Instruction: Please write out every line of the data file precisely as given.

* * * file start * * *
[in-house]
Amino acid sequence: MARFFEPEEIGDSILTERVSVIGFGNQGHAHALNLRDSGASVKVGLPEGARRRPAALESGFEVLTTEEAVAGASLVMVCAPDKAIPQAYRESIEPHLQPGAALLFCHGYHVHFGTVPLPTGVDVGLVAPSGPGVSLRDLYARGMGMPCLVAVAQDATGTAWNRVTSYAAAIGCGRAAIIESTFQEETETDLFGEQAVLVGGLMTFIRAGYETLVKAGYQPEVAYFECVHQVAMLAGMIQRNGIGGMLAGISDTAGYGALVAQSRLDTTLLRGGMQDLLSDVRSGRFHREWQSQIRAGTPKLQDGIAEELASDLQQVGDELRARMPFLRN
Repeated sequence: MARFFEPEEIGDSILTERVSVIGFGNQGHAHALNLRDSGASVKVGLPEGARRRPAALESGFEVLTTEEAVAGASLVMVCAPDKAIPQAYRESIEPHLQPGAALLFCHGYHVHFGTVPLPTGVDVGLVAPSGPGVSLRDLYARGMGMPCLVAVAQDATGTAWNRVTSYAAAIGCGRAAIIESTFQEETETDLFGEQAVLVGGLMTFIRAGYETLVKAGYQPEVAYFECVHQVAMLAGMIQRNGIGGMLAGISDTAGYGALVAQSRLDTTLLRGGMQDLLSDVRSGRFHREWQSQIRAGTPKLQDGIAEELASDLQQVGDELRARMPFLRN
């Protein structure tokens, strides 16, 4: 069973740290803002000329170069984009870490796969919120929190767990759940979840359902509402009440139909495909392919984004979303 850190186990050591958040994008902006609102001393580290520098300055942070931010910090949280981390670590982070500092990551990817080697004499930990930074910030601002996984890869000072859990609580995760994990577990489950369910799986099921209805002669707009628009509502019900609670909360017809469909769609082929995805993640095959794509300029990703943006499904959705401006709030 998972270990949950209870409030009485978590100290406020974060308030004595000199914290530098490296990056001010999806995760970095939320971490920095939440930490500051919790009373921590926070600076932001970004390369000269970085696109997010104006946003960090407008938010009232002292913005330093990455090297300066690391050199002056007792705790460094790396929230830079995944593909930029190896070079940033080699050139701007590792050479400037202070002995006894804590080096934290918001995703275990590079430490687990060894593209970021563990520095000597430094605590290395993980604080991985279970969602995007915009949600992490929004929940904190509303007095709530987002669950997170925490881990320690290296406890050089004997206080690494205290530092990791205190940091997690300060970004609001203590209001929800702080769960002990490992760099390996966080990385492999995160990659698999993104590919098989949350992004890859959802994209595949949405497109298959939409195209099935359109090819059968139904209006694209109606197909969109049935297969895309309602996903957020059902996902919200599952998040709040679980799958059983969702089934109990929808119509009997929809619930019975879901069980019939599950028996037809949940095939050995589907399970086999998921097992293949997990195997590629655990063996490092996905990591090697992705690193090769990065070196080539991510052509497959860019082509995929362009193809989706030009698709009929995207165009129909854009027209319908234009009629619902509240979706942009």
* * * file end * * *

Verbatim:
[in-house]
Amino acid sequence: MARFFEPEEIGDSILTERVSVIGFGNQGHAHALNLRDSGASVKVGLPEGARRRPAALESGFEVLTTEEAVAGASLVMVCAPDKAIPQAYRESIEPHLQPGAALLFCHGYHVHFGTVPLPTGVDVGLVAPSGPGVSLRDLYARGMGMPCLVAVAQDATGTAWNRVTSYAAAIGCGRAAIIESTFQEETETDLFGEQAVLVGGLMTFIRAGYETLVKAGYQPEVAYFECVHQVAMLAGMIQRNGIGGMLAGISDTAGYGALVAQSRLDTTLLRGGMQDLLSDVRSGRFHREWQSQIRAGTPKLQDGIAEELASDLQQVGDELRARMPFLRN
Repeated sequence: MARFFEPEEIGDSILTERVSVIGFGNQGHAHALNLRDSGASVKVGLPEGARRRPAALESGFEVLTTEEAVAGASLVMVCAPDKAIPQAYRESIEPHLQPGAALLFCHGYHVHFGTVPLPTGVDVGLVAPSGPGVSLRDLYARGMGMPCLVAVAQDATGTAWNRVTSYAAAIGCGRAAIIESTFQEETETDLFGEQAVLVGGLMTFIRAGYETLVKAGYQPEVAYFECVHQVAMLAGMIQRNGIGGMLAGISDTAGYGALVAQSRLDTTLLRGGMQDLLSDVRSGRFHREWQSQIRAGTPKLQDGIAEELASDLQQVGDELRARMPFLRN
């Protein structure tokens, strides 16, 4: 069973740290803002000329170069984009870490796969919120929190767990759940979840359902509402009440139909495909392919984004979303 850190186990050591958040994008902006609102001393580290520098300055942070931010910090949280981390670590982070500092990551990817080697004499930990930074910030601002996984890869000072859990609580995760994990577990489950369910799986099921209805002669707009628009509502019900609670909360017809469909769609082929995805993640095959794509300029990703943006499904959705401006709030 998972270990949950209870409030009485978590100290406020974060308030004595000199914290530098490296990056001010999806995760970095939320971490920095939440930490500051919790009373921590926070600076932001970004390369000269970085696109997010104006946003960090407008938010009232002292913005330093990455090297300066690391050199002056007792705790460094790396929230830079995944593909930029190896070079940033080699050139701007590792050479400037202070002995006894804590080096934290918001995703275990590079430490687990060894593209970021563990520095000597430094605590290395993980604080991985279970969602995007915009949600992490929004929940904190509303007095709530987002669950997170925490881990320690290296406890050089004997206080690494205290530092990791205190940091997690300060970004609001203590209001929800702080769960002990490992760099390996966080990385492999995160990659698999993104590919098989949350992004890859959802994209595949949405497109298959939409195209099935359109090819059968139904209006694209109606197909969109049935297969895309309602996903957020059902996902919200599952998040709040679980799958059983969702089934109990929808119509009997929809619930019975879901069980019939599950028996037809949940095939050995589907399970086999998921097992293949997990195997590629655990063996490092996905990591090697992705690193090769990065070196080539991510052509497959860019082509995929362009193809989706030009698709009929995207165009129909854009027209319908234009009629619902509240979706942009």